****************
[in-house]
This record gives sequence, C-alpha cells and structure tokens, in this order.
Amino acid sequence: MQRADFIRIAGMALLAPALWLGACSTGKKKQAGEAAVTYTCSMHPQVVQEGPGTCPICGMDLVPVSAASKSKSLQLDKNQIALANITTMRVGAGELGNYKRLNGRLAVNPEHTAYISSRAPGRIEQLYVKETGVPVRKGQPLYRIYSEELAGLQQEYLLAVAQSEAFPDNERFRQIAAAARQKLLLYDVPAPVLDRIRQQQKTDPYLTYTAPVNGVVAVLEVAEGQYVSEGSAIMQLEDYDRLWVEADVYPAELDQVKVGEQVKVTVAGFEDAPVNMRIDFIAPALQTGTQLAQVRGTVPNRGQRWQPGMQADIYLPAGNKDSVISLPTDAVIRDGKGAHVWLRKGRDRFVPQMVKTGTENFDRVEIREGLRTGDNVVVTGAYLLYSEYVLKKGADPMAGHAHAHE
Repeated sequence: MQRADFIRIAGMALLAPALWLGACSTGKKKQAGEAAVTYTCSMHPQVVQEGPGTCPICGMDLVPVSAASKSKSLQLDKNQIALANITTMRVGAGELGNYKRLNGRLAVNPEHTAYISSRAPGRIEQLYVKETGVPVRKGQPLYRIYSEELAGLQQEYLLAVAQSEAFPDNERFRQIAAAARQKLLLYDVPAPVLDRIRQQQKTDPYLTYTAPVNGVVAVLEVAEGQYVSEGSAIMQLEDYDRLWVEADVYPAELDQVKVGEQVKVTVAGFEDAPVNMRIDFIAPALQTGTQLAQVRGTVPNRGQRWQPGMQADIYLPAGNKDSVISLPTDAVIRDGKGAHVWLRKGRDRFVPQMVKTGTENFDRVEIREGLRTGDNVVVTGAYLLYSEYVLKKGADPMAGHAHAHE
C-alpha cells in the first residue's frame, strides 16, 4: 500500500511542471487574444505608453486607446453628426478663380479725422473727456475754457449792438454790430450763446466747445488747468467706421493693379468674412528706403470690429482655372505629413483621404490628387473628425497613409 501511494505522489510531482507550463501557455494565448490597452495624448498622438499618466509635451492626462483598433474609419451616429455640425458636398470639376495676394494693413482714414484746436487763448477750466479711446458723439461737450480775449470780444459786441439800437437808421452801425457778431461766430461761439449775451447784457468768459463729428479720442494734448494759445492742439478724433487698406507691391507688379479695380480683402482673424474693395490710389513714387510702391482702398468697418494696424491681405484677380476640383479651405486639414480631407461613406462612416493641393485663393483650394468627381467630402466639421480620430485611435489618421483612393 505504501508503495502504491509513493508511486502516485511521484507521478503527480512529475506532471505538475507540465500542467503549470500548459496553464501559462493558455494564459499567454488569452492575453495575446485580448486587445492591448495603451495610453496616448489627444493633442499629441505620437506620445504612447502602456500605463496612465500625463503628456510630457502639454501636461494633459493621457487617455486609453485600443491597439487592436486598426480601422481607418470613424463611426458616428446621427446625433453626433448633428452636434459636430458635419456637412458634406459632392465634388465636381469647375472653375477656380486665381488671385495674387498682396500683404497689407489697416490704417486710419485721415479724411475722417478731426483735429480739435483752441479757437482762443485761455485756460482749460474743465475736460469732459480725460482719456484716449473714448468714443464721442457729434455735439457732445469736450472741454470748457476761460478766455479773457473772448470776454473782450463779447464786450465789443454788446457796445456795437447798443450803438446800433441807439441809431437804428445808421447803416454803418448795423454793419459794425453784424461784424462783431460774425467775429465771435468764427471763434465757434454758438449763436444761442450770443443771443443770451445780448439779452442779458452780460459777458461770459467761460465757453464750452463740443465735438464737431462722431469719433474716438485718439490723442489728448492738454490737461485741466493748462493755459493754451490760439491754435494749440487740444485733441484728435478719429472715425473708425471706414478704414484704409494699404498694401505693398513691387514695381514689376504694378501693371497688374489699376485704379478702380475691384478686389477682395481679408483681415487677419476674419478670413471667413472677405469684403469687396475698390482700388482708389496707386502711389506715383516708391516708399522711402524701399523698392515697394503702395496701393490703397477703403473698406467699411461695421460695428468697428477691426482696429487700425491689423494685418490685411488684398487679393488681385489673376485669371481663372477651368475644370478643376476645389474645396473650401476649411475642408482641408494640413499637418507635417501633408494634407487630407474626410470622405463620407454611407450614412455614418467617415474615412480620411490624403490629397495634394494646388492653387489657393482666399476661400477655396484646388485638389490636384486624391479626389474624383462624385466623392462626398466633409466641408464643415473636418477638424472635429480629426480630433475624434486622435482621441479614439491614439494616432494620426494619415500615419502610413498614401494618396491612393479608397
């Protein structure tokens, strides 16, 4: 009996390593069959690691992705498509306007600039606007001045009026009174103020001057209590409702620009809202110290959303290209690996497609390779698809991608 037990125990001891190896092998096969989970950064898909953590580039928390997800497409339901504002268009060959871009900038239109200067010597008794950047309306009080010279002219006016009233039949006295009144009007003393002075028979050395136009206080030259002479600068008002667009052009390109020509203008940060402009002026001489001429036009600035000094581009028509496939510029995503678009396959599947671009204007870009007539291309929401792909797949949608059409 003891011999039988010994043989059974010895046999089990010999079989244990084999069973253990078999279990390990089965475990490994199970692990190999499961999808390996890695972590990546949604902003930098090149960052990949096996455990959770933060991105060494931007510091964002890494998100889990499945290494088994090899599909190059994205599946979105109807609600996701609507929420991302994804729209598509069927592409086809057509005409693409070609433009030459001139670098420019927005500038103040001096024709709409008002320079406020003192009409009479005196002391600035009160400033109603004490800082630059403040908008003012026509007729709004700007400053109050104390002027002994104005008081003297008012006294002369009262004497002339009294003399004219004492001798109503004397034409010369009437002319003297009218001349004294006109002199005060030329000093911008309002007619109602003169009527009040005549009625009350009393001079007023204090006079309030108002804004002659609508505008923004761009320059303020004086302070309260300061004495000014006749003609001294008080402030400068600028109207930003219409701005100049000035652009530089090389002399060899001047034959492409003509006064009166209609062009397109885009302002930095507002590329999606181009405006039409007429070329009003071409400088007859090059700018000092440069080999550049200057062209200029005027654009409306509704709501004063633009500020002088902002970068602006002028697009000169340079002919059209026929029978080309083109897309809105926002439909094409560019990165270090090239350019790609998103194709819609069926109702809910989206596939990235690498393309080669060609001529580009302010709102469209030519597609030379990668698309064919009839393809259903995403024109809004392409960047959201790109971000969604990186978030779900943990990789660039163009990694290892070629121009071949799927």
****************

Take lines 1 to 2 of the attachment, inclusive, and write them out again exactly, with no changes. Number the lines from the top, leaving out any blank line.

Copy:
[in-house]
This record gives sequence, C-alpha cells and structure tokens, in this order.